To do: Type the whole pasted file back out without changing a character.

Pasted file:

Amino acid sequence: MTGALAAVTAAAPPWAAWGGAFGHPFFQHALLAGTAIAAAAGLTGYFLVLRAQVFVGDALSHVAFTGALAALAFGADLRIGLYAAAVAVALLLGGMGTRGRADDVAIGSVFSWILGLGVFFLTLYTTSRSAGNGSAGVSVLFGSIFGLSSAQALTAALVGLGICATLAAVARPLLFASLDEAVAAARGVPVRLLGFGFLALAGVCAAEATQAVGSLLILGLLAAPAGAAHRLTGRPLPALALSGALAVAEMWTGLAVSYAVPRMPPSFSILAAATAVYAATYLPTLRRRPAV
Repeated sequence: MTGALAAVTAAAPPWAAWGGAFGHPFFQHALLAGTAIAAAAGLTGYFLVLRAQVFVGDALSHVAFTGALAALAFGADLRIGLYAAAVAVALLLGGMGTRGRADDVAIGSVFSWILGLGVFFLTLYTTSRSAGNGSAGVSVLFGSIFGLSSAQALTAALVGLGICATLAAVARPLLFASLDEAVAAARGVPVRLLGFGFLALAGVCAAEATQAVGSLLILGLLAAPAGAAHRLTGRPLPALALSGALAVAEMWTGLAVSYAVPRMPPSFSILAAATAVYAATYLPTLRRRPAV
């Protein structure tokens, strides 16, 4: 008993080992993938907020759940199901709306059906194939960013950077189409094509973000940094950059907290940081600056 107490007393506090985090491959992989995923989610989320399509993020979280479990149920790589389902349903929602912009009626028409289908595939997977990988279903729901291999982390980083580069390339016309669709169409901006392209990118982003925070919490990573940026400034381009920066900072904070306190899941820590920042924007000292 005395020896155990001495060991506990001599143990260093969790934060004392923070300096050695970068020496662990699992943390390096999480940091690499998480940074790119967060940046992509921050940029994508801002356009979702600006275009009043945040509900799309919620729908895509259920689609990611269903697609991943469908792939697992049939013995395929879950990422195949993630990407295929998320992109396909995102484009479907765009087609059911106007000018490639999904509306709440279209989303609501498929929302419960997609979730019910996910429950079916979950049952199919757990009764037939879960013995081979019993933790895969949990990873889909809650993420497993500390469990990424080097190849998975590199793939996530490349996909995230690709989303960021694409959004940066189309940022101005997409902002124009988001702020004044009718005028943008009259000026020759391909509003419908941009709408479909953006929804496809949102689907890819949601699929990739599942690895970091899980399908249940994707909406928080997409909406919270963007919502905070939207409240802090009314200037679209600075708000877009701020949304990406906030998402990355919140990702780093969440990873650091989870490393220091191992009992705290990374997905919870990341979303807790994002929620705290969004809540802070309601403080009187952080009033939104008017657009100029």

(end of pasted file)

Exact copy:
Amino acid sequence: MTGALAAVTAAAPPWAAWGGAFGHPFFQHALLAGTAIAAAAGLTGYFLVLRAQVFVGDALSHVAFTGALAALAFGADLRIGLYAAAVAVALLLGGMGTRGRADDVAIGSVFSWILGLGVFFLTLYTTSRSAGNGSAGVSVLFGSIFGLSSAQALTAALVGLGICATLAAVARPLLFASLDEAVAAARGVPVRLLGFGFLALAGVCAAEATQAVGSLLILGLLAAPAGAAHRLTGRPLPALALSGALAVAEMWTGLAVSYAVPRMPPSFSILAAATAVYAATYLPTLRRRPAV
Repeated sequence: MTGALAAVTAAAPPWAAWGGAFGHPFFQHALLAGTAIAAAAGLTGYFLVLRAQVFVGDALSHVAFTGALAALAFGADLRIGLYAAAVAVALLLGGMGTRGRADDVAIGSVFSWILGLGVFFLTLYTTSRSAGNGSAGVSVLFGSIFGLSSAQALTAALVGLGICATLAAVARPLLFASLDEAVAAARGVPVRLLGFGFLALAGVCAAEATQAVGSLLILGLLAAPAGAAHRLTGRPLPALALSGALAVAEMWTGLAVSYAVPRMPPSFSILAAATAVYAATYLPTLRRRPAV
């Protein structure tokens, strides 16, 4: 008993080992993938907020759940199901709306059906194939960013950077189409094509973000940094950059907290940081600056 107490007393506090985090491959992989995923989610989320399509993020979280479990149920790589389902349903929602912009009626028409289908595939997977990988279903729901291999982390980083580069390339016309669709169409901006392209990118982003925070919490990573940026400034381009920066900072904070306190899941820590920042924007000292 005395020896155990001495060991506990001599143990260093969790934060004392923070300096050695970068020496662990699992943390390096999480940091690499998480940074790119967060940046992509921050940029994508801002356009979702600006275009009043945040509900799309919620729908895509259920689609990611269903697609991943469908792939697992049939013995395929879950990422195949993630990407295929998320992109396909995102484009479907765009087609059911106007000018490639999904509306709440279209989303609501498929929302419960997609979730019910996910429950079916979950049952199919757990009764037939879960013995081979019993933790895969949990990873889909809650993420497993500390469990990424080097190849998975590199793939996530490349996909995230690709989303960021694409959004940066189309940022101005997409902002124009988001702020004044009718005028943008009259000026020759391909509003419908941009709408479909953006929804496809949102689907890819949601699929990739599942690895970091899980399908249940994707909406928080997409909406919270963007919502905070939207409240802090009314200037679209600075708000877009701020949304990406906030998402990355919140990702780093969440990873650091989870490393220091191992009992705290990374997905919870990341979303807790994002929620705290969004809540802070309601403080009187952080009033939104008017657009100029």